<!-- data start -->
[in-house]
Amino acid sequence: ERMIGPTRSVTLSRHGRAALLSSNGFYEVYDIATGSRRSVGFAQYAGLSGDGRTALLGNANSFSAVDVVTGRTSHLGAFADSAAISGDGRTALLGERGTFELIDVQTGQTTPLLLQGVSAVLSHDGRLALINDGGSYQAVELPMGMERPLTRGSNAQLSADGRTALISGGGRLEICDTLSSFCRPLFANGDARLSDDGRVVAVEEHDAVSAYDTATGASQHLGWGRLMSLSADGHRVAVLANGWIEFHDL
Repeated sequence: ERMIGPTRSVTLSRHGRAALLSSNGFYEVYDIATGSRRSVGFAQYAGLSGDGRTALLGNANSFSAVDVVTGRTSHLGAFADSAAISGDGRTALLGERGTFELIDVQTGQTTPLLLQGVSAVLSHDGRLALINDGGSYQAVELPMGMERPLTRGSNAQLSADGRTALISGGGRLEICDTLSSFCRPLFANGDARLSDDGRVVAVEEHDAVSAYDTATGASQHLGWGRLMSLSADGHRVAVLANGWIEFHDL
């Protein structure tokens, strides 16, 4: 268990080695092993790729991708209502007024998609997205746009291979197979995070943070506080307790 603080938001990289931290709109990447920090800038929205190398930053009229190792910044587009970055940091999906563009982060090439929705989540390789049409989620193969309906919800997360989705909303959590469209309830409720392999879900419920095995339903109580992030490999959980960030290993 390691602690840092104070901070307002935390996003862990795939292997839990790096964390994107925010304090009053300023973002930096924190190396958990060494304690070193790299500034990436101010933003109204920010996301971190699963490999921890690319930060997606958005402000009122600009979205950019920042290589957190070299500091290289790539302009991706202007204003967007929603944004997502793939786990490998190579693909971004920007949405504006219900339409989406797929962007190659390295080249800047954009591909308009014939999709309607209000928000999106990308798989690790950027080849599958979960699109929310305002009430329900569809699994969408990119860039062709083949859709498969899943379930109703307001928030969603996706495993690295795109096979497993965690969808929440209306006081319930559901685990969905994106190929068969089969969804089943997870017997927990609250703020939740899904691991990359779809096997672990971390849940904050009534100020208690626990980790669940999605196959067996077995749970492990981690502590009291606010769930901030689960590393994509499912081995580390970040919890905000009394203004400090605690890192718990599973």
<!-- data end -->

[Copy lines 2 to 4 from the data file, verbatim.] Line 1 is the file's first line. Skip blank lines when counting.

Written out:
Amino acid sequence: ERMIGPTRSVTLSRHGRAALLSSNGFYEVYDIATGSRRSVGFAQYAGLSGDGRTALLGNANSFSAVDVVTGRTSHLGAFADSAAISGDGRTALLGERGTFELIDVQTGQTTPLLLQGVSAVLSHDGRLALINDGGSYQAVELPMGMERPLTRGSNAQLSADGRTALISGGGRLEICDTLSSFCRPLFANGDARLSDDGRVVAVEEHDAVSAYDTATGASQHLGWGRLMSLSADGHRVAVLANGWIEFHDL
Repeated sequence: ERMIGPTRSVTLSRHGRAALLSSNGFYEVYDIATGSRRSVGFAQYAGLSGDGRTALLGNANSFSAVDVVTGRTSHLGAFADSAAISGDGRTALLGERGTFELIDVQTGQTTPLLLQGVSAVLSHDGRLALINDGGSYQAVELPMGMERPLTRGSNAQLSADGRTALISGGGRLEICDTLSSFCRPLFANGDARLSDDGRVVAVEEHDAVSAYDTATGASQHLGWGRLMSLSADGHRVAVLANGWIEFHDL
């Protein structure tokens, strides 16, 4: 268990080695092993790729991708209502007024998609997205746009291979197979995070943070506080307790 603080938001990289931290709109990447920090800038929205190398930053009229190792910044587009970055940091999906563009982060090439929705989540390789049409989620193969309906919800997360989705909303959590469209309830409720392999879900419920095995339903109580992030490999959980960030290993 390691602690840092104070901070307002935390996003862990795939292997839990790096964390994107925010304090009053300023973002930096924190190396958990060494304690070193790299500034990436101010933003109204920010996301971190699963490999921890690319930060997606958005402000009122600009979205950019920042290589957190070299500091290289790539302009991706202007204003967007929603944004997502793939786990490998190579693909971004920007949405504006219900339409989406797929962007190659390295080249800047954009591909308009014939999709309607209000928000999106990308798989690790950027080849599958979960699109929310305002009430329900569809699994969408990119860039062709083949859709498969899943379930109703307001928030969603996706495993690295795109096979497993965690969808929440209306006081319930559901685990969905994106190929068969089969969804089943997870017997927990609250703020939740899904691991990359779809096997672990971390849940904050009534100020208690626990980790669940999605196959067996077995749970492990981690502590009291606010769930901030689960590393994509499912081995580390970040919890905000009394203004400090605690890192718990599973």